Wolf Creek in the northeast corner
of the Texas Panhandle is a permanent stream fed by
the Ogallala formation. It flows east into Oklahoma
and then swings northeast to join the North Canadian
River, one of the major tributaries of the Arkansas
River system. For the Buried City people, the Wolf Creek
Valley was a well-watered and thickly wooded oasis amid
the dry grassy sea of the High Plains. Photo by David
Click images to enlarge
Aerial photograph taken in 1937 of
the Wolf Creek Valley highlighting the dense Buried
City settlement zone. Stone-based structures are distributed
along the terraces of this valley every 80 to 150 meters
(87 to 163 yards) and are clustered in small villages
or hamlets. Graphic by David Hughes.
The "Buried City" of the Texas
Panhandle is not, in fact, the remains of a city, but
it is one of the most densely settled archeological districts
in the Southern Plains. Packed into a few short miles
of narrow Wolf Creek valley are more than 100 known habitation
sites with the remains of houses mainly built by Plains Villagers
between about A.D. 1200 to A.D. 1400. It is very likely that
many other less-obvious (and perhaps earlier) pithouses lie
buried within the Wolf Creek Valley. Buried City or not, the
name has stuck and can refer both to the settlement zone along
Wolf Creek and to the Plains Village culture that called this
place home 700 years ago.
Since the 1920s Buried City has been equated
with one or another surrounding prehistoric cultures including
the Pueblo "Cliff Dwellers" of the American Southwest,
the Antelope Creek villagers of the Canadian River, and the
Woodland "Mound Builders" of the Kansas City area
and points further east. Today the facts, as we see them, don't fit any of these notions. Instead, investigations
over the past two decades have shown that Buried City was
part of a distinct culture of its own, one of a growing number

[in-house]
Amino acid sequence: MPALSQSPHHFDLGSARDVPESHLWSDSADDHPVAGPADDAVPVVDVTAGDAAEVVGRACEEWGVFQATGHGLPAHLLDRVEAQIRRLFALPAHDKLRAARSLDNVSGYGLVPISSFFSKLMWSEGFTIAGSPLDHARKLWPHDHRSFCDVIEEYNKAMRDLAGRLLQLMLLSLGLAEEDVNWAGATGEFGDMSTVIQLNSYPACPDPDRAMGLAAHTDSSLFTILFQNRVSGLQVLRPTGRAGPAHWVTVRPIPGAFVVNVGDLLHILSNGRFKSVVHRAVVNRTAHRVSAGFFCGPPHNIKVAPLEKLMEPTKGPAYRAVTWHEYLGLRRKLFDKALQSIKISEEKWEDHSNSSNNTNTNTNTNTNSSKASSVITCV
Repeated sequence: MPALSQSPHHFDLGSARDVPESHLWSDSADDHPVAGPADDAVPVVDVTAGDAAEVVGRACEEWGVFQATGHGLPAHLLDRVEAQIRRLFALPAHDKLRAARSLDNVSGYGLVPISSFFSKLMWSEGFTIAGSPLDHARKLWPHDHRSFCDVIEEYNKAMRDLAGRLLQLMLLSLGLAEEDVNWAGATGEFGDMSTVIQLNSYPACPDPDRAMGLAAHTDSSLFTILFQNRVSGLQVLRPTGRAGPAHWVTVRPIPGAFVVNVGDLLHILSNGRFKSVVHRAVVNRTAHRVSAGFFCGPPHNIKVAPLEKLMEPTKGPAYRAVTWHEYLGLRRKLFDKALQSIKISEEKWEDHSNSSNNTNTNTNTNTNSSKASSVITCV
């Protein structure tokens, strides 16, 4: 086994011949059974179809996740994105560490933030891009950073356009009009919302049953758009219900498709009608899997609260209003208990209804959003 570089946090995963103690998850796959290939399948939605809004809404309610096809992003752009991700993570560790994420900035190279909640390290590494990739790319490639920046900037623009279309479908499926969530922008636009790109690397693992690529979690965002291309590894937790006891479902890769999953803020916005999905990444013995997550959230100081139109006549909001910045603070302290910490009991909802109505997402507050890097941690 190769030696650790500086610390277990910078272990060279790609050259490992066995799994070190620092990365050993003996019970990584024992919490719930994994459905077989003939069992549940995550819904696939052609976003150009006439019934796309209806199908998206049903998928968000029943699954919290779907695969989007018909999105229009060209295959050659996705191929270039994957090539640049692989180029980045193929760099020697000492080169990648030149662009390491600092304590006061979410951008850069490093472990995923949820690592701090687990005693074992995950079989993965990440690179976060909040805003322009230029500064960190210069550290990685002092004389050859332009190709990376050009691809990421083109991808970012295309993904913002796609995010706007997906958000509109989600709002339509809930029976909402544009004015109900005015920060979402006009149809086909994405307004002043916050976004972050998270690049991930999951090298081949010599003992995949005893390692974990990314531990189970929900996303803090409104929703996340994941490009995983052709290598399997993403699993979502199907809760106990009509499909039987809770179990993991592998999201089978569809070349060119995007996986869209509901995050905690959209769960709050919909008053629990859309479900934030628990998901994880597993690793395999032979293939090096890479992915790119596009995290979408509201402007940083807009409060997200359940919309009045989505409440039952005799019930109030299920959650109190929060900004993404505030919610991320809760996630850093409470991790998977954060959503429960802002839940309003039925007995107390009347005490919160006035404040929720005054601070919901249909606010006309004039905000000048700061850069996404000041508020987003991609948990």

of variations on the Plains
Village theme that archeologists now recognize.
The people of the Buried City practiced horticulture,
a form of low-intensity gardening that led to full-scale agriculture
in other areas. They grew corn and probably squash, beans,
and other crops. But they were also buffalo hunters and hunters
of deer and other game. And they harvested wild fruits, seeds,
flowers, and other plant foods. For more than three centuries,
people lived, worked, planted, and harvested crops, hunted,
and died along this small stretch of Wolf Creek in what is today
the Texas Panhandle.
This exhibit summarizes what we now know about
the Buried City and the villagers who lived there. Below is
an introduction to the natural setting of the Wolf Creek Valley.
In other exhibit sections you can learn about the History
of Investigations, Buried City Settlement, Buried
City Architecture, Traces of Life, Buried City
Reconsidered, and Credits and Sources.
Location of Buried City and Wolf
Creek. Base map from NationalAtlas.gov.
Photograph of Warren K. Moorehead's
1920 excavation of "Gould Ruin" also known
as "Eyerly's Temple," the largest structure
at Buried City and the only known multi-room building.
From Moorehead, 1931.